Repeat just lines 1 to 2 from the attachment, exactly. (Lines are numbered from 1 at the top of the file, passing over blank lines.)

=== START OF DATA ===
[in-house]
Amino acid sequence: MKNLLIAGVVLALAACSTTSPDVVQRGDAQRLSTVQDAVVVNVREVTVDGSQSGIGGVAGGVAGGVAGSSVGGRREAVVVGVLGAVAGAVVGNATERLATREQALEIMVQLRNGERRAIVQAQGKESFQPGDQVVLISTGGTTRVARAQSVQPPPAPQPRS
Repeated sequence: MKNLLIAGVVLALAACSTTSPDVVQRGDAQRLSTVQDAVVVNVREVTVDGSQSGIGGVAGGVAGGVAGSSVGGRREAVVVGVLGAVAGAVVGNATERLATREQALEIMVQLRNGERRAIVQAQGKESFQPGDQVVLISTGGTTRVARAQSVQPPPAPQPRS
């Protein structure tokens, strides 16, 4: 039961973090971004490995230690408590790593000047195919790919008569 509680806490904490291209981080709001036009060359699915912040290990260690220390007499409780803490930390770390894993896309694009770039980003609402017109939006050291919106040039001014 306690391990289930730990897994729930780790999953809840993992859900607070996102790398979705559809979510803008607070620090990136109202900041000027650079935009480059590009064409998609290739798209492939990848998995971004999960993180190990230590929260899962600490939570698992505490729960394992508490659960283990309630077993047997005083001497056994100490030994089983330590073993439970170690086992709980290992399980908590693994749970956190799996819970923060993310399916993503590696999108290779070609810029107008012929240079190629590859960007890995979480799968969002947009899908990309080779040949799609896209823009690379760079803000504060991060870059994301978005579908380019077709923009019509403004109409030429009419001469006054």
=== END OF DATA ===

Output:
[in-house]
Amino acid sequence: MKNLLIAGVVLALAACSTTSPDVVQRGDAQRLSTVQDAVVVNVREVTVDGSQSGIGGVAGGVAGGVAGSSVGGRREAVVVGVLGAVAGAVVGNATERLATREQALEIMVQLRNGERRAIVQAQGKESFQPGDQVVLISTGGTTRVARAQSVQPPPAPQPRS